I do not take issue with Mr. Fahrenwald when he contends school consolidations are difficult propositions. School district consolidation is often the final step of cooperation between school districts. I would ask Mr. Fahrenwald if current examples of school districts cooperating, such as sports cooperatives or sharing of teachers, do not save money.

Mr. Fahrenwald talks about efficiency and savings. He does not seem to recognize the efficiency of one teacher in front of 20 students as opposed to one teacher in front of ten students. His logic completely falls apart when he says "no state government official is promising to pass even one dime of this imaginary 'extra' money immediately (if ever) on to the remaining K-12 schools."

Mr. Fahrenwald apparently does not understand, or chooses to ignore, the working of the state aid to education formula. For the 2008-09 school year, each school district will receive $4,642.02 from state aid to education plus property taxes for each student, regardless of whether or not a consolidatio may take place. If Mr. Fahrenwald thinks consolidated school districts somehow receive less money per student, he is mistaken.

Mr. Fahrenwald continues to misunderstand the state aid to education formula when he says, "More land added per district may well be more financially efficient overall, but it is state government that will capture and control this efficiency."

I don't know what he is talking about, and I don't think he does either. As a matter of fact, SDCL 13-13-72, known as the "Cutler-Gabriel" amendment, provides growth in valuations be offset by reduction in tax levies so that the ratio of state aid to education and property taxes remain constant. In other words, the taxpayer, not the state treasury, is the beneficiary of increasing property values.

Part of Mr. Fahrenwald's complaint is "...the humiliating annual pilgrimage to Pierre where funding for K-12 public education (and even basic recognition and respect) must be re-begged and bartered for during every legislative session." Again, I have no idea what he means by begging for basic recognition and respect.

I welcome Mr. Fahrenwald to provide examples where he or school officials have not been recognized or treated with respect. I remind Mr. Fahrenwald that funding for K-12 education is the only part of the state budget which is entitled to an automatic increase. On top of the automatic increase, the Legislature has, on several occasions, providing for declining enrollment (making that feature permanent last year), increasing enrollment, sparsity, and increases in the per student allocation in excess of the amount of the automatic increase.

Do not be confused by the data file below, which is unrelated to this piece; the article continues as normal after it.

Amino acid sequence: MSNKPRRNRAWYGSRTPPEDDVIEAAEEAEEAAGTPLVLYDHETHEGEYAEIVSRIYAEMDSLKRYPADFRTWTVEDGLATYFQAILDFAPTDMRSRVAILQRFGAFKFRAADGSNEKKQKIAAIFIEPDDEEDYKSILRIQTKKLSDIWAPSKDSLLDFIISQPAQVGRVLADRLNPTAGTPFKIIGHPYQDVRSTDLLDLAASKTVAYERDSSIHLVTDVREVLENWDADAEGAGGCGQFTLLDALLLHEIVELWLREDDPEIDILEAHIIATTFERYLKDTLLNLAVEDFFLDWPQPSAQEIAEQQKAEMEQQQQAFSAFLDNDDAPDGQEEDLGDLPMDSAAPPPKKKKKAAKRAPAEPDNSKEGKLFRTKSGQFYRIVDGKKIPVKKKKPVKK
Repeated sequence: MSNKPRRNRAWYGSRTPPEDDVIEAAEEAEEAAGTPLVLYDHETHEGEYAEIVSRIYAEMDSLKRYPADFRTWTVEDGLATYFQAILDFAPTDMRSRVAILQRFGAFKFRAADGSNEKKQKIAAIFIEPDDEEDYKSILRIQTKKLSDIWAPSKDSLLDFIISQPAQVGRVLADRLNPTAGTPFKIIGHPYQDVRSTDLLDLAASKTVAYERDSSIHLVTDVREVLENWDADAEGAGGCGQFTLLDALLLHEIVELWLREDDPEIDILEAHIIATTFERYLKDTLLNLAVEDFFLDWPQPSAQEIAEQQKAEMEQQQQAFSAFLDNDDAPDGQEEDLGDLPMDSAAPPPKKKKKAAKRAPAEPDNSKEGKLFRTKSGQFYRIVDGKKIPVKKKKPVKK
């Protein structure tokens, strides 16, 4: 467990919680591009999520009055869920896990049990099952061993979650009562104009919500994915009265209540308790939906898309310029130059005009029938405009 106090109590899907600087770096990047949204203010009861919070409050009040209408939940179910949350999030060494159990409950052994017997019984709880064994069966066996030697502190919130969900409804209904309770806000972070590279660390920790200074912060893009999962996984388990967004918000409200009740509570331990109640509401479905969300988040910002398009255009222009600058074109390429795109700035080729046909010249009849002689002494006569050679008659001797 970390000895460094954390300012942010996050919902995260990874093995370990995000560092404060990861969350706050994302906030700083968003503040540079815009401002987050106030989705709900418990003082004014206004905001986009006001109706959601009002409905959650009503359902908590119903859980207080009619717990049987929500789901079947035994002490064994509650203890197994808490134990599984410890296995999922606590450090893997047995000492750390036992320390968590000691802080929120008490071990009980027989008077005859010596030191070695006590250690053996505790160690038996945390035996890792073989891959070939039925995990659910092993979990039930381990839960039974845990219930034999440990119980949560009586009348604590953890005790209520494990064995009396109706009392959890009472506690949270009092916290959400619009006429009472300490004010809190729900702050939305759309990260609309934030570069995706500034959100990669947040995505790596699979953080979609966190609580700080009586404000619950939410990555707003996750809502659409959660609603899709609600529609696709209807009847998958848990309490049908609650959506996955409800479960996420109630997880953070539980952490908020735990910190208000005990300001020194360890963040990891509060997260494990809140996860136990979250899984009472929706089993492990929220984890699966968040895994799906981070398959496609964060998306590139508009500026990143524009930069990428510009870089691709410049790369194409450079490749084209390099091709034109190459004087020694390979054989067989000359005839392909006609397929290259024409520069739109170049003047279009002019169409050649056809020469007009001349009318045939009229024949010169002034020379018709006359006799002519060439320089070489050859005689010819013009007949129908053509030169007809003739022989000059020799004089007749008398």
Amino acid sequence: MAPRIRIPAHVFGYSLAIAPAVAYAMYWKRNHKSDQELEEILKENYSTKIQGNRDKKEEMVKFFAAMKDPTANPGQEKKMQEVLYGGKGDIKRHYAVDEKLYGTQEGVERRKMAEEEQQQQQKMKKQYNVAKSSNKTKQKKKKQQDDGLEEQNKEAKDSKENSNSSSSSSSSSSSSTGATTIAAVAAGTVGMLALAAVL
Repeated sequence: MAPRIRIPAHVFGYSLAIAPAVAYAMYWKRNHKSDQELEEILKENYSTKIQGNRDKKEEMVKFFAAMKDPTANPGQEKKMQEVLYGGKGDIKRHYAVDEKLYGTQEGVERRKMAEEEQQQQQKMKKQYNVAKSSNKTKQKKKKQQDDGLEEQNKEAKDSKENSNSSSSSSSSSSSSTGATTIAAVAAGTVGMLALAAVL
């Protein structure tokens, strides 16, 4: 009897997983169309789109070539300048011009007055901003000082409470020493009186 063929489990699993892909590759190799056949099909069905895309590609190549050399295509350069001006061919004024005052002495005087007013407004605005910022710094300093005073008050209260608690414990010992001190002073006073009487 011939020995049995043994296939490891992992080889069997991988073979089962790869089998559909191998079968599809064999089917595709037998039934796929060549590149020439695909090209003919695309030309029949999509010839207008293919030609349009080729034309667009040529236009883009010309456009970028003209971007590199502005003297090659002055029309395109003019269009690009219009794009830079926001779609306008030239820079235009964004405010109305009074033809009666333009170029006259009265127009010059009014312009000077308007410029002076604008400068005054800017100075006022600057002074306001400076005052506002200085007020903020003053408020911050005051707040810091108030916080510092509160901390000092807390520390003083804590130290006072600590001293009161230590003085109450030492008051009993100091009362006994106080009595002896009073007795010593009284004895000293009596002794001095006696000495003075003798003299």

In his letter the to editor, Mr. Fahrenwald talks about efficiency, school officials, school board members, economic impacts, horses and veterinarians. He does not mention students. I think that omission speaks volumes.

M. Michael Rounds [Letter to the Editor, Madison Daily Leader, 2008.02.22, p. 3]

The governor's crafty parting shot is correct in only the most lawyerly sense: Dr. Fahrenwald's essay does not include the word students. It does, however, end with the following two paragraphs:

Let us instead work to support local school board members in charting a course for their own districts, large and small, as directed by their own local patrons. This is not about blind loyalty or the sentimentality of "saving a town." It is about the quality and variety of educational programs available and the ability of Madison area families to have some choice in public education.

We are tired of being negatively characterized and dismissed by those with no knowledge of the tremendous opportunities available for children at the Rutland and Oldham-Ramona school districts. We are not some lame horse waiting for the vet to come back with the rifle. Our local farmers, parents and other district taxpayers have the knowledge, experience, and "horse-sense" necessary to guide school board members in the leadership of our school districts. Please allow them to continue doing so [Fahrenwald 2008.02.01]

Opportunities for children (students, right?), quality and variety of educational programs, choice in public education, local control... gee, sounds like Dr. Fahrenwald mentions not only good education for the kids his community entrusts him with, but all the main Republican talking points on education.

Feel free to review Dr. Fahrenwald's complete text yourself and decide whether Governor Rounds really addressed Dr. Fahrenwald's argument that school consolidation isn't the great financial boon the big-town interests claim.

Open the Books -- Pass HB 1233

It's the last week of the Legislature. There's lots to do, and in the mix may be a push to save HB 1233, a bill sponsored by Rep. Hal Wick (R-12/Sioux Falls) and others to create a searchable online database where you and I can look up any and all state financial information, including budget expenditures, state employee pay, tax revenue, federal grants, and bonded indebtedness (see the full list in Section 2 of the bill). The House gave this bill a thumbs up (good call, Russ!), but five Senators -- Knudson, Hanson, McCracken, Heidepriem, and Dempster -- voted to kill it in committee on Wednesday.